Sunday, August 8, 2010


The prevalent scare of Bis-Phenol A (BPA), originating from can liners and some plastic materials used for milk and food has spurred many efforts to find an alternative with better safety credentials. As far as can liners are concerned there are some plant derived natural materials suggested some years ago but due to poor receptivity by the can manufacturers these never found any practical application. Probably there could be a revival of interest in these coating materials under the present compelling circumstances. Can liners play a crucial role in preempting chemical reaction between the food constituents and the container wall, especially under high temperature and pressure conditions. Latest to arrive on the scene is made from CO2 by an innovative process by one of the companies in the US. Here are some details of the process covered under a patent.

"While many of the polyols are being aimed at the industrial sectors, the company identified at least one application that could mark a major breakthrough the food packaging industry as a replacement for bisphenol A (BPA) in can linings. "We believe our polyol technology may offer a replacement for epoxy in can linings," said Shepard. "The advantage is our polyols do not contain BPA. The applications include two- piece cans – such as soda and beer - and three-piece cans for food." The company said it had "just begun the food contact notification process" with the Food and Drug Administration (FDA). Rising consumer, scientific and political concern over the continued used of BPA in food contact materials on health grounds has triggered an intense search for alternatives. The North American Metal Packaging Alliance (NAMPA) said in May the canned food and drinks sectors were bowing to consumer pressure and seeking BPA replacers. Earlier this month, Heinz Australia said it would be phasing out BPA use in its baby foods and was actively trying to develop substitutes. The Novomer process uses a proprietary catalyst that enables the carbon dioxide to be inserted into an epoxide which forms a polymer, said Shepard. Using propylene oxide as an example, the chemical is placed into a reactor before the catalyst is added. The reactor is pressurised with CO2 – sourced from a gas or ethanol plant waste stream - which triggers the reaction. The reaction occurs at low temperatures and pressures so it requires much less energy than traditional petroleum based polymers, added Shepard. "The energy required is 40-60 per cent less than petro-based materials and the carbon footprint is 50-70 per cent less than competing materials."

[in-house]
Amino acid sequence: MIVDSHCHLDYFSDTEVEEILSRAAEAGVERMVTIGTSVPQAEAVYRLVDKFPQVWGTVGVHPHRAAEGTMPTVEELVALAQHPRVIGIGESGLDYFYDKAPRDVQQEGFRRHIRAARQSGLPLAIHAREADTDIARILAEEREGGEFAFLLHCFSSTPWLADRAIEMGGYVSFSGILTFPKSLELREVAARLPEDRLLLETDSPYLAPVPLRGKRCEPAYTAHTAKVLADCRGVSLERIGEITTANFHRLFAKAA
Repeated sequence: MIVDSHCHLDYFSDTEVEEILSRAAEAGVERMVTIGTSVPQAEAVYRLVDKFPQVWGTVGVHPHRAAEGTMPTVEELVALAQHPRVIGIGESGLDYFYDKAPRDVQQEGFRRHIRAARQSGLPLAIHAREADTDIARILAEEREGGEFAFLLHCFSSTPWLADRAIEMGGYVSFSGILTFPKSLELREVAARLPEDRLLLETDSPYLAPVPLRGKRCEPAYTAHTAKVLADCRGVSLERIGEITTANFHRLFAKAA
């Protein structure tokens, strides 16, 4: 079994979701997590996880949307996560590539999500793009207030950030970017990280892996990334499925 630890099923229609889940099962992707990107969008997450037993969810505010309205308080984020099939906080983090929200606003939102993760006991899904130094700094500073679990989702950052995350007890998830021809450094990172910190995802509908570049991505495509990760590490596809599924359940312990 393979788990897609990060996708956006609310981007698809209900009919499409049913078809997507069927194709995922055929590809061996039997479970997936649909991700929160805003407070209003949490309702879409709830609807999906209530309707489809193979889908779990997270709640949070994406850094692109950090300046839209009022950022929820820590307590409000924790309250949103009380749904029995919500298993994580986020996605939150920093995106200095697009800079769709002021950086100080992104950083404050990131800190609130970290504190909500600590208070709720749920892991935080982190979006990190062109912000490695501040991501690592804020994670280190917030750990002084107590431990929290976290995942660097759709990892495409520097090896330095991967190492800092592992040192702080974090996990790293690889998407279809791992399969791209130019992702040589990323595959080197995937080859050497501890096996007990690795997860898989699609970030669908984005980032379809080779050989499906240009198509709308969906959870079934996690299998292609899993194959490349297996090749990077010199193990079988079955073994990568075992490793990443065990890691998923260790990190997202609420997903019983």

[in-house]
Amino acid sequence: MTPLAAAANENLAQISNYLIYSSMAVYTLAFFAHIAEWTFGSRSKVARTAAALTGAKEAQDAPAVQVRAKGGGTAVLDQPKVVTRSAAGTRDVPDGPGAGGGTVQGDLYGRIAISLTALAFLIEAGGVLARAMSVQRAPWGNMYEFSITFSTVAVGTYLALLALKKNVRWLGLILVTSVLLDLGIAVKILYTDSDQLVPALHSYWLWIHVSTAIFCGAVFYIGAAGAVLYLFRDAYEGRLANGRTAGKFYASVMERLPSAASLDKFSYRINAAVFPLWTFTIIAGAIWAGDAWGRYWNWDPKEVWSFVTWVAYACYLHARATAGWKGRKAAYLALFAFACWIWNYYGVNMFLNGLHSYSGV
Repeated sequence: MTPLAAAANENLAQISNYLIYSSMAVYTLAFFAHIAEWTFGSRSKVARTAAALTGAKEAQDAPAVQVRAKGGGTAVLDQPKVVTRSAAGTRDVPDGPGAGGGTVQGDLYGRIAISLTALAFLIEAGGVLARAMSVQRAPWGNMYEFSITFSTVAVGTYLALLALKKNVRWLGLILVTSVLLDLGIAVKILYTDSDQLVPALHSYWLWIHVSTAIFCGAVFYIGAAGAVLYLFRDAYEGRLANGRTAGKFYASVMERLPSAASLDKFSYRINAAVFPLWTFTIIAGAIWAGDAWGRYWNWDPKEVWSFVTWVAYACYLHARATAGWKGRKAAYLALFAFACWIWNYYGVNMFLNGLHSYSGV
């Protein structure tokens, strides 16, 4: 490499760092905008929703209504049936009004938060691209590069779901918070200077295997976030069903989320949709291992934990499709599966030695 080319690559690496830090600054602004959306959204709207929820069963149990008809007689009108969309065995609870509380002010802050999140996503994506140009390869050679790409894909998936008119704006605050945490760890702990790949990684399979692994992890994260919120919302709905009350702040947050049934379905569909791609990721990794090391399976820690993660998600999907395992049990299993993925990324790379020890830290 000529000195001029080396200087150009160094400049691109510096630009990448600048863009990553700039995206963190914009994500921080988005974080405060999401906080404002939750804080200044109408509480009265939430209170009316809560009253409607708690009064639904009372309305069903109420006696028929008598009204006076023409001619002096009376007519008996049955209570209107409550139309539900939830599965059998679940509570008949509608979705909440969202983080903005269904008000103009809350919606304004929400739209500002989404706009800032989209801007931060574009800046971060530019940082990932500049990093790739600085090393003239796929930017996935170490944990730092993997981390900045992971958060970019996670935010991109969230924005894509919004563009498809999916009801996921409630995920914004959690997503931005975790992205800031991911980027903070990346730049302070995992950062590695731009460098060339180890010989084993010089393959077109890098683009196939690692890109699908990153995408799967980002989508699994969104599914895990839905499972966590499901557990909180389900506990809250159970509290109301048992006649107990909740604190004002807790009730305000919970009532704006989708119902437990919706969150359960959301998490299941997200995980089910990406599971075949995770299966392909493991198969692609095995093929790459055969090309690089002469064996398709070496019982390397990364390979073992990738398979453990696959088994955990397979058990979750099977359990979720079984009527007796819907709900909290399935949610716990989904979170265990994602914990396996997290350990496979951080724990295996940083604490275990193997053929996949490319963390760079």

Though BPA is yet to be banned officially in many countries, user pressure has already brought down its use in the production of resins and plastic materials very significantly. The most recent report implicates BPA in fertility related problems. Many large players in the food processing sector have already phased out use of BPA containing plastics from their packing line and more are expected to follow them any time from now. Probably the undue delay in coming to a conclusion regarding the safety of BPA by safety authorities is allowing some of the industry to use them without the consumer being aware of it. The new process to make BPS substitute through the Novomer process lend itself to easy use as both CO2 and Propylene Oxide are available at relatively low cost enhancing its viability considerably.


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